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How to get your art-making momentum back with Nicholas Wilton

When it’s Hard to Make Art | Finding Momentum

I started 2020 on a high. I was convinced that this was the year I was going to have a regular art practice and that I was going to make art that was better than anything I had done before — and then COVID came along and I lost all my momentum. I’m sure that I’m not alone in this. For close to nine months I didn’t go into my studio. I felt like a miserable failure when I looked at others posting painting after painting on Instagram.

I hope that this post can help you next time you’re finding it hard to make art.

Accountability – Find an Art Friend or Art Community

Normally when I’m in a slump, I take an in-person workshop to get my creative juices flowing again. But in-person workshops are cancelled due to COVID.

My friend Jane and I started a weekly video call. We chat for an hour on Saturday or Sunday morning and then we check back in with each other by text or phone later in the day to see how the day has gone. At first, I went to the studio for an hour or two one day of the weekend, then it was both Saturday and Sunday. Now, I’m finding time mid-week to paint.

Nicholas Wilton would say that this is an example of “The more you do, the more you do.”

Three tips from Nicholas Wilton that really work to get your momentum back!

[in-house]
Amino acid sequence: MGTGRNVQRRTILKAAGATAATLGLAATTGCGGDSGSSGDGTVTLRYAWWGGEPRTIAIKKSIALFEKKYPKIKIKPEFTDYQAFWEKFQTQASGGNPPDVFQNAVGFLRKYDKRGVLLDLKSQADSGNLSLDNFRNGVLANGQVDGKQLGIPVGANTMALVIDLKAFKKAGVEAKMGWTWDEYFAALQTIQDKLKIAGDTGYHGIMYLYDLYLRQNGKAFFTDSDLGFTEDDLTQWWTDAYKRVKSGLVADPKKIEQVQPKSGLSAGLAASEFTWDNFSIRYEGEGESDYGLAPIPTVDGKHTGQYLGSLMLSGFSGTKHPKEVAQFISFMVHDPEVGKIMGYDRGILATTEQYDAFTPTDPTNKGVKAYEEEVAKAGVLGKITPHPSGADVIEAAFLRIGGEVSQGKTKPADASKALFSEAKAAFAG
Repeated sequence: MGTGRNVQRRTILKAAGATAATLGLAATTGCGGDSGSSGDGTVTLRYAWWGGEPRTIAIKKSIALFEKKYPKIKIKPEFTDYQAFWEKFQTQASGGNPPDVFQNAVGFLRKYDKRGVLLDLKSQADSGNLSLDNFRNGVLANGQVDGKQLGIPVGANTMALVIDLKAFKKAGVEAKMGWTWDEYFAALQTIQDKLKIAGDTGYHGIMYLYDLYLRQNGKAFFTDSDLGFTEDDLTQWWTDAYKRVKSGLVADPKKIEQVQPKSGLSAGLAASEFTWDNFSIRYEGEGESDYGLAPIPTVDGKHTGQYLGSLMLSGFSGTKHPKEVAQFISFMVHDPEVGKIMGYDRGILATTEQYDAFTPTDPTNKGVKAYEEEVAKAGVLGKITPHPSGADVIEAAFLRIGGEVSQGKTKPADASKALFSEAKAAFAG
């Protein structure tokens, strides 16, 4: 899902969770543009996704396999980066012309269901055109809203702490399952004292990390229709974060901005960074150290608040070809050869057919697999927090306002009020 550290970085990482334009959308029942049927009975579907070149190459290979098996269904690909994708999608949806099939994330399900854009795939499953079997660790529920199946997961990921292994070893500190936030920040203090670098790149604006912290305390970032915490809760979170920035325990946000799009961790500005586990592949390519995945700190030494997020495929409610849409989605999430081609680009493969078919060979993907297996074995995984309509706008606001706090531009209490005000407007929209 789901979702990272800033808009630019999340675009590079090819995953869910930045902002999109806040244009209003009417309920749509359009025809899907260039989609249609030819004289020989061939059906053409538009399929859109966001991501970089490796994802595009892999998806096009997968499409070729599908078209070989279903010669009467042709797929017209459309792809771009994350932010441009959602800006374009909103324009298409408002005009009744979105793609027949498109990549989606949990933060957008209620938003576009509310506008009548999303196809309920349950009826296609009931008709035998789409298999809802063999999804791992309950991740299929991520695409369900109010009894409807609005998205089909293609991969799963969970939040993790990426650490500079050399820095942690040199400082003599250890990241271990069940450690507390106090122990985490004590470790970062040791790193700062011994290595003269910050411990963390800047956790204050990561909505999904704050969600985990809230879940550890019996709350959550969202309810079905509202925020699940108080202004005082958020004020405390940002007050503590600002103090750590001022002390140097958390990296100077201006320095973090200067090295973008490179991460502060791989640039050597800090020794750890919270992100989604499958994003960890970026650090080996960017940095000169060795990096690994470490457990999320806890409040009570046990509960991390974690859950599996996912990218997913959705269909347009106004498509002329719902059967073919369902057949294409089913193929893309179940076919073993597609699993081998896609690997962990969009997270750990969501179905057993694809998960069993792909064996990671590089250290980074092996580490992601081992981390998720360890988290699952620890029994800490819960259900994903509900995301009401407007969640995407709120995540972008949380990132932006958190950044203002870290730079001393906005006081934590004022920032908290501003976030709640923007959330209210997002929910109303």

Nicholas Wilton is the founder of the Art2Life Creativity workshops and classes. In this video he shares three tips that really help when you’re out of the rhythm of making art.

#1 The more you do, the more you do

Starting is the hard part. I needed to get over the hurdle and just begin if I was going to get my momentum back.

“It is super important to keep the “habit” of at least going through the motions of art-making…even for 10 minutes. I suggest breaking the pattern by just doing anything in the studio. Even cleaning. This will break the pattern of doing nothing. It is better to restart that pattern, that habit, even if it is only minutes a day.”

– Nicholas Wilton

#2 Little and Often

We’re good at finding excuses. So often we don’t go into the studio if we don’t have hours to be able to work—but a regular practice of short blocks is what Nick suggests.